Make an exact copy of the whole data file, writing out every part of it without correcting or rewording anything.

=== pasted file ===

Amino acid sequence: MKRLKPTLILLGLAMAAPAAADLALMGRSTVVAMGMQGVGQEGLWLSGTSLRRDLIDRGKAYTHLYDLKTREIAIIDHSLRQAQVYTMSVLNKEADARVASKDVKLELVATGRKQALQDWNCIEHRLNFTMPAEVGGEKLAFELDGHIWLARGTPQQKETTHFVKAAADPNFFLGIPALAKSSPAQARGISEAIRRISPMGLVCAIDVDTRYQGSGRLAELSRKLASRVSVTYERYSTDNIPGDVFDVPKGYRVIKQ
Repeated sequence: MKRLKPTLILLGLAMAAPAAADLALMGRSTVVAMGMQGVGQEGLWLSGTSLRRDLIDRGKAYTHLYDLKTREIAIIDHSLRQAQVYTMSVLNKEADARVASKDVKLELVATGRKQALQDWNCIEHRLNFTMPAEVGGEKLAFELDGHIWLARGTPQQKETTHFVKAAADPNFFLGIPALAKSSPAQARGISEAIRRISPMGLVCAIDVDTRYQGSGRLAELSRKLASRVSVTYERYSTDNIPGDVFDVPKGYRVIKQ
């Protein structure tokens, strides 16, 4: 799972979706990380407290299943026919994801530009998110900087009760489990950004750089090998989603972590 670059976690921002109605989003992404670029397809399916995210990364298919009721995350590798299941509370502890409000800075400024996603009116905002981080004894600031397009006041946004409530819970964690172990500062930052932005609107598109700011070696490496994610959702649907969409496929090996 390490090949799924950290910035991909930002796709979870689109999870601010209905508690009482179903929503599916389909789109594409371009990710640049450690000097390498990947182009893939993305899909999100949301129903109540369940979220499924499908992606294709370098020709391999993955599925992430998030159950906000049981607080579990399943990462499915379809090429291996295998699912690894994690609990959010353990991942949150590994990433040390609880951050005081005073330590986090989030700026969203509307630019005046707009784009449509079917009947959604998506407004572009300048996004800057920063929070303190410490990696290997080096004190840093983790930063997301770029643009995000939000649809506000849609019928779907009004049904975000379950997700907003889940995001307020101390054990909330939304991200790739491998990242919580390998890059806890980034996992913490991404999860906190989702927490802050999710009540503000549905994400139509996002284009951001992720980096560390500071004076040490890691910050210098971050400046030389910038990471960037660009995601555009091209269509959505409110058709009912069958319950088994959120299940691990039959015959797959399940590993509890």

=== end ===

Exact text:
Amino acid sequence: MKRLKPTLILLGLAMAAPAAADLALMGRSTVVAMGMQGVGQEGLWLSGTSLRRDLIDRGKAYTHLYDLKTREIAIIDHSLRQAQVYTMSVLNKEADARVASKDVKLELVATGRKQALQDWNCIEHRLNFTMPAEVGGEKLAFELDGHIWLARGTPQQKETTHFVKAAADPNFFLGIPALAKSSPAQARGISEAIRRISPMGLVCAIDVDTRYQGSGRLAELSRKLASRVSVTYERYSTDNIPGDVFDVPKGYRVIKQ
Repeated sequence: MKRLKPTLILLGLAMAAPAAADLALMGRSTVVAMGMQGVGQEGLWLSGTSLRRDLIDRGKAYTHLYDLKTREIAIIDHSLRQAQVYTMSVLNKEADARVASKDVKLELVATGRKQALQDWNCIEHRLNFTMPAEVGGEKLAFELDGHIWLARGTPQQKETTHFVKAAADPNFFLGIPALAKSSPAQARGISEAIRRISPMGLVCAIDVDTRYQGSGRLAELSRKLASRVSVTYERYSTDNIPGDVFDVPKGYRVIKQ
């Protein structure tokens, strides 16, 4: 799972979706990380407290299943026919994801530009998110900087009760489990950004750089090998989603972590 670059976690921002109605989003992404670029397809399916995210990364298919009721995350590798299941509370502890409000800075400024996603009116905002981080004894600031397009006041946004409530819970964690172990500062930052932005609107598109700011070696490496994610959702649907969409496929090996 390490090949799924950290910035991909930002796709979870689109999870601010209905508690009482179903929503599916389909789109594409371009990710640049450690000097390498990947182009893939993305899909999100949301129903109540369940979220499924499908992606294709370098020709391999993955599925992430998030159950906000049981607080579990399943990462499915379809090429291996295998699912690894994690609990959010353990991942949150590994990433040390609880951050005081005073330590986090989030700026969203509307630019005046707009784009449509079917009947959604998506407004572009300048996004800057920063929070303190410490990696290997080096004190840093983790930063997301770029643009995000939000649809506000849609019928779907009004049904975000379950997700907003889940995001307020101390054990909330939304991200790739491998990242919580390998890059806890980034996992913490991404999860906190989702927490802050999710009540503000549905994400139509996002284009951001992720980096560390500071004076040490890691910050210098971050400046030389910038990471960037660009995601555009091209269509959505409110058709009912069958319950088994959120299940691990039959015959797959399940590993509890």